WBU professor displaying "functional" side of artwork at library 

Release Date: January 9, 2009    

PLAINVIEW – Art is often used for decoration, beautification and enjoyment by connoisseurs. But one form of artwork preferred by Mark Hilliard has a more functional aspect to it.

A collection of Hilliard’s functional pottery is on display at the Unger Memorial Library in Plainview through January. Along with a few books from Unger on pottery and glazing, the collection shows the more practical side that artwork can take.

Hilliard is in his seventh year as assistant professor of art and art education at Wayland Baptist University and has many years of ceramics under his belt. While some of his work takes on a more artistic bent – an exhibit at Wayland’s Abraham Art Gallery last year dealt with agricultural and conservation themes using clay – Hilliard has also created some collections of dinnerware and other pieces that combine his artistic talent with functional use.

“I think the foundation (for clay) is learning functional pottery. That’s where the discipline to make art comes from,” he said. “It involves lots of repetition and guidelines and that helps you.”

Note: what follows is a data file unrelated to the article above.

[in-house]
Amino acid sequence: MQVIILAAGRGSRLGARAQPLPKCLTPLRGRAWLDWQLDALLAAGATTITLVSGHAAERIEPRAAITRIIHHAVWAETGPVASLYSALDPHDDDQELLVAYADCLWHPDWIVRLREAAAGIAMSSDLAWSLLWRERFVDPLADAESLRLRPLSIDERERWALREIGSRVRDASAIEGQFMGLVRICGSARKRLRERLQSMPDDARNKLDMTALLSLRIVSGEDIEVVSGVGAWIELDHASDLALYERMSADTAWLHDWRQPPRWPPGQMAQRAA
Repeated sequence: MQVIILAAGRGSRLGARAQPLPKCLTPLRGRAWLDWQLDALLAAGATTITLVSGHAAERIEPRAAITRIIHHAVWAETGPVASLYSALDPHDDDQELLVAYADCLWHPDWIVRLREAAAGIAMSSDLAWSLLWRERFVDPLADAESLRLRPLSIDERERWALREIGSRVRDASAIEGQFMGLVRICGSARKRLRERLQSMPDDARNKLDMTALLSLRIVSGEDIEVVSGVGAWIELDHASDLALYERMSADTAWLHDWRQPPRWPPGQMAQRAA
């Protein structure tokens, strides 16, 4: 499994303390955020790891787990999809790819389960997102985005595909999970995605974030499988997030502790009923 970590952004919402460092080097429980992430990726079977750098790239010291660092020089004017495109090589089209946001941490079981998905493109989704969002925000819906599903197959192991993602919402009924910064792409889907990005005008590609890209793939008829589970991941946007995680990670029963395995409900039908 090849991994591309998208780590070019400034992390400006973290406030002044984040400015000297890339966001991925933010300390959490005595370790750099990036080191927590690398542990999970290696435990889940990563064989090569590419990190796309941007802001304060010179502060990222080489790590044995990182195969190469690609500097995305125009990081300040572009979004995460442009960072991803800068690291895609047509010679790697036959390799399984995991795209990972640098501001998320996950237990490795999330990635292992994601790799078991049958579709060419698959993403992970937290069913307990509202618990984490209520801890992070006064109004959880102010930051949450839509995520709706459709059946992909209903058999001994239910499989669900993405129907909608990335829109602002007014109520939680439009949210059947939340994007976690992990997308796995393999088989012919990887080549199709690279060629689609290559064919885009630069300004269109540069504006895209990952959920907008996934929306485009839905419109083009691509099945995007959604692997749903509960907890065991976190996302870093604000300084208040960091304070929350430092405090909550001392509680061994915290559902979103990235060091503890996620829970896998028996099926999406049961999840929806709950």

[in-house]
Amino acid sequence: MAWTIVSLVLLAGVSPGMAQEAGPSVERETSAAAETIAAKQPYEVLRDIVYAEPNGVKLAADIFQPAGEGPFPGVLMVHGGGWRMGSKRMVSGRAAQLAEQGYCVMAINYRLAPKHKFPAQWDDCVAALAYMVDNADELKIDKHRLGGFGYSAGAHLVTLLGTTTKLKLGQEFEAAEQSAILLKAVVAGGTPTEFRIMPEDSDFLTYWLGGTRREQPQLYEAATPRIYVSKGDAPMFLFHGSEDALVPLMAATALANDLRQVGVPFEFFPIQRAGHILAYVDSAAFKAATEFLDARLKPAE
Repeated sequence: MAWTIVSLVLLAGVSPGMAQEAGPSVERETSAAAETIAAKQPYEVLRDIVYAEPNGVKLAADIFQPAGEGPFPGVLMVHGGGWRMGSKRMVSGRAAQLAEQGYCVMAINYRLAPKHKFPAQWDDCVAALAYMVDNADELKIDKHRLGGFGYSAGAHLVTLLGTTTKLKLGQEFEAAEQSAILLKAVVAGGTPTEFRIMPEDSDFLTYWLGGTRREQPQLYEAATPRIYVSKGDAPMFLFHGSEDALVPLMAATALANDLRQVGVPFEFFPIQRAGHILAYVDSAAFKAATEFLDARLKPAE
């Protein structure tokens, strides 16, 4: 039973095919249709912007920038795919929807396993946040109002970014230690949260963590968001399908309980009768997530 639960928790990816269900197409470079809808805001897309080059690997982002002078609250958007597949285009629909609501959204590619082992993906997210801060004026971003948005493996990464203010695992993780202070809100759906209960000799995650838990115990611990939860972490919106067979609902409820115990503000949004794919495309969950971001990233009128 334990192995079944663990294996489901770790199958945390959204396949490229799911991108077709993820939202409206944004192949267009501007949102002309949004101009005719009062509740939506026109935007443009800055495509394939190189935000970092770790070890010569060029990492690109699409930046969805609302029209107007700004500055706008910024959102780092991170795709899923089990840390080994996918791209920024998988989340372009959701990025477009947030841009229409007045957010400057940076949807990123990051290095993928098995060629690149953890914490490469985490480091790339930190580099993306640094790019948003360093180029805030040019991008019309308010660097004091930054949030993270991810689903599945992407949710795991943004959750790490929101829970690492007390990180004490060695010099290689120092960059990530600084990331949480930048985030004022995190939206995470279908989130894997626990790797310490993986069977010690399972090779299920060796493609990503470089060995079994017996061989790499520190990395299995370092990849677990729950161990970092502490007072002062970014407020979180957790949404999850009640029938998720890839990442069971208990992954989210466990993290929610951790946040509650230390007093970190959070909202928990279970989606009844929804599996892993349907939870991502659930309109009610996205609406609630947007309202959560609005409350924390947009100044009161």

Hilliard was trained as a functional potter at McMurry University and says his artwork now even reflects that background. He said the more sculptural aspect has only crept into his work in the past few years as he completed his Master of Arts at West Texas A&M University and the Master of Fine Arts at Texas Tech University two years ago.

The functional pottery was part of Hilliard’s income for several years while he also farmed full-time in Edmonson, before he entered the education field eight years ago as an instructor at Wayland.

Some of the work on exhibit was created at the Wayland art department’s ceramics studio, while the majority was done in Hilliard’s private studio on the remnants of C.C. Slaughter’s Runningwater Ranch, which he owns and operates. The ranch sits on the Runningwater Draw five miles west of Edmonson.